ATTITUDES, WORK ROLES AND BARRIERS TO NUTRITION CARE – INTERVIEWS WITH AUSTRALIAN AND UK-BASED MEDICAL DOCTORS
Journal of Human Nutrition and Dietetics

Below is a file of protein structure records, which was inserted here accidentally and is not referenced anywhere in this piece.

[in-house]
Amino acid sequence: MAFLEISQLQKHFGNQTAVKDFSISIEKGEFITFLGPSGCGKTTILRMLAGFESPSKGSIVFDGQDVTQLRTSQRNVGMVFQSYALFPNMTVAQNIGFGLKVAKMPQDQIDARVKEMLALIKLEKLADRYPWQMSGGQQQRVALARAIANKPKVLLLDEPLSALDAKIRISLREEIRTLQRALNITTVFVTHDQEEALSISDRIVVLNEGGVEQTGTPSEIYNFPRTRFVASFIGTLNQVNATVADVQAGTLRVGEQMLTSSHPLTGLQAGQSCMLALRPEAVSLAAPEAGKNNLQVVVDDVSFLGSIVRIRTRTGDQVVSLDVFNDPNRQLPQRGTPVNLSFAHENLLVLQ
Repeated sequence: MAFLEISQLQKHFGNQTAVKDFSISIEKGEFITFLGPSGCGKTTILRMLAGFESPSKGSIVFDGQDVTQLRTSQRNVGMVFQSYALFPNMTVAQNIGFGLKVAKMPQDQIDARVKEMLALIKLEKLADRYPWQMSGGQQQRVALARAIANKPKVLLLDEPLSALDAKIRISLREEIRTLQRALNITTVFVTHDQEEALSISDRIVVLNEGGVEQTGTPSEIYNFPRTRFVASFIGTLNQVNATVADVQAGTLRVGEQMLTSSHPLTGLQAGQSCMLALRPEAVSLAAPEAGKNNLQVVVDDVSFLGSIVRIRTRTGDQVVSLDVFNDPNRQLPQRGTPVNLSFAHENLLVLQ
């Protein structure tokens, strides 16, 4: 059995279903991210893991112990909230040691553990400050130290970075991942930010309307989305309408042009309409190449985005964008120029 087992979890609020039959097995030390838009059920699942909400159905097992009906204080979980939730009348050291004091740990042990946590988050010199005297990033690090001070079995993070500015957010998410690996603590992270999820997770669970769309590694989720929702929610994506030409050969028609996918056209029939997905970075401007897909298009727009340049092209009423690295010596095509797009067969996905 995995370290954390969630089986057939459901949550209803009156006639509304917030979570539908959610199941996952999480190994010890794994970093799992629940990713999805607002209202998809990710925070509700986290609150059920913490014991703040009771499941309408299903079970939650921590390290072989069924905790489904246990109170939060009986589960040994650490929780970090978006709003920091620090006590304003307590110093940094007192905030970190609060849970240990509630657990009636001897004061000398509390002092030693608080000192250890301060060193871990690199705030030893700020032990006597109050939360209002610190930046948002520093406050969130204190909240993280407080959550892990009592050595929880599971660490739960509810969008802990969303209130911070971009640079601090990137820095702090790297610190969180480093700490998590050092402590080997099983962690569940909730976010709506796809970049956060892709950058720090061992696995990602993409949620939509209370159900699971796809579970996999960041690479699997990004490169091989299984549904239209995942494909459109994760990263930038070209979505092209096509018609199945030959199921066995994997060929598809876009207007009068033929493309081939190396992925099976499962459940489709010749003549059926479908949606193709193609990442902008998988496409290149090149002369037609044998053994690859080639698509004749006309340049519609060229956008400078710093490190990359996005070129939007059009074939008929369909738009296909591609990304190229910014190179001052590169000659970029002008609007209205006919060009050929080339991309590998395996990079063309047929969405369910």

Background: Poor diet is implicated in multiple chronic diseases. Although doctors may be well placed to facilitate nutrition care, nutrition remains a low priority in medical education internationally. Consensus is required on nutrition competencies as a benchmark for education with a regulatory framework to ensure implementation. The aim of this qualitative study was to explore work roles, attitudes, barriers and enablers in the delivery of nutrition care among a cohort of Australian and UK doctors. Method: Semi-structured interviews were conducted with primary care doctors/general practitioners (n = 14) and medical specialists (n = 8) based in Australia and the United Kingdom to explore work roles, attitudes, barriers and enablers in the delivery of nutrition care. Results: Framework analysis identified five key themes: (1) knowledge and skills in nutrition to support medical nutrition care, (2) the delivery of nutrition education, (3) multidisciplinary and interdisciplinary care, (4) systemic barriers and facilitators to care and (5) the need for a paradigm shift. Participants acknowledged nutrition as an important component of medical care but recognised they are currently ill-equipped to support such care, identifying limitations to the systems supporting integrated care. Participants identified that nutrition sits within both a health promotion and medical/treatment model, but they currently work only within the latter. Conclusion: Participants highlighted a lack of knowledge and training regarding nutrition, without which change is not possible. Efforts to improve the nutrition capacity of the medical workforce must be matched by increased investments in primary prevention, including nutrition – a paradigm shift from the medical model.
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